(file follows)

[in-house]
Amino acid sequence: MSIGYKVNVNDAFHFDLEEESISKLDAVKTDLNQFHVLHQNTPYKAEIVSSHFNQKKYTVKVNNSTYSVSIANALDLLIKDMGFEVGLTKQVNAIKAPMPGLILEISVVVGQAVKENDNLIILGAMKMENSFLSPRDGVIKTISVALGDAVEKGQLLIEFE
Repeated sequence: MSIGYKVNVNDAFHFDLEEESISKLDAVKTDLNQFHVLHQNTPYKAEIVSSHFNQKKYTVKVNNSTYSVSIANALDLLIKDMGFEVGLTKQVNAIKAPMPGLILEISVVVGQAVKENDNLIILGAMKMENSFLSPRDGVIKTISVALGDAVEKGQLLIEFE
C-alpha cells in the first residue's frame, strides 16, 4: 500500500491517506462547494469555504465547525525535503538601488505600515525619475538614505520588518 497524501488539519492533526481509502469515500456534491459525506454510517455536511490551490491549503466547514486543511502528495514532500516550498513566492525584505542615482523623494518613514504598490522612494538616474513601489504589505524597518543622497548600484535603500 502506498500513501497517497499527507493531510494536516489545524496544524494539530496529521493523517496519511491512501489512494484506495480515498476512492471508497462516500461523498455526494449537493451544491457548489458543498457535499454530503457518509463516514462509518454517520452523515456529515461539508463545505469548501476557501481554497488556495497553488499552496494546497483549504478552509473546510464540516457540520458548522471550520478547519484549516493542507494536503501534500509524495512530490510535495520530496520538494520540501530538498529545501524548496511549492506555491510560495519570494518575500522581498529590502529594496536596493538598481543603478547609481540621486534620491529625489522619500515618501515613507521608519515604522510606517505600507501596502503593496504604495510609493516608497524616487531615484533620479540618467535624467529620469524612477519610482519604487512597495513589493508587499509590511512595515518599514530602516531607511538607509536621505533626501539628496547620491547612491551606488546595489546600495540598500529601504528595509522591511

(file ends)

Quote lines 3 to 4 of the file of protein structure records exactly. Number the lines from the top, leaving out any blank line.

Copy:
Repeated sequence: MSIGYKVNVNDAFHFDLEEESISKLDAVKTDLNQFHVLHQNTPYKAEIVSSHFNQKKYTVKVNNSTYSVSIANALDLLIKDMGFEVGLTKQVNAIKAPMPGLILEISVVVGQAVKENDNLIILGAMKMENSFLSPRDGVIKTISVALGDAVEKGQLLIEFE
C-alpha cells in the first residue's frame, strides 16, 4: 500500500491517506462547494469555504465547525525535503538601488505600515525619475538614505520588518 497524501488539519492533526481509502469515500456534491459525506454510517455536511490551490491549503466547514486543511502528495514532500516550498513566492525584505542615482523623494518613514504598490522612494538616474513601489504589505524597518543622497548600484535603500 502506498500513501497517497499527507493531510494536516489545524496544524494539530496529521493523517496519511491512501489512494484506495480515498476512492471508497462516500461523498455526494449537493451544491457548489458543498457535499454530503457518509463516514462509518454517520452523515456529515461539508463545505469548501476557501481554497488556495497553488499552496494546497483549504478552509473546510464540516457540520458548522471550520478547519484549516493542507494536503501534500509524495512530490510535495520530496520538494520540501530538498529545501524548496511549492506555491510560495519570494518575500522581498529590502529594496536596493538598481543603478547609481540621486534620491529625489522619500515618501515613507521608519515604522510606517505600507501596502503593496504604495510609493516608497524616487531615484533620479540618467535624467529620469524612477519610482519604487512597495513589493508587499509590511512595515518599514530602516531607511538607509536621505533626501539628496547620491547612491551606488546595489546600495540598500529601504528595509522591511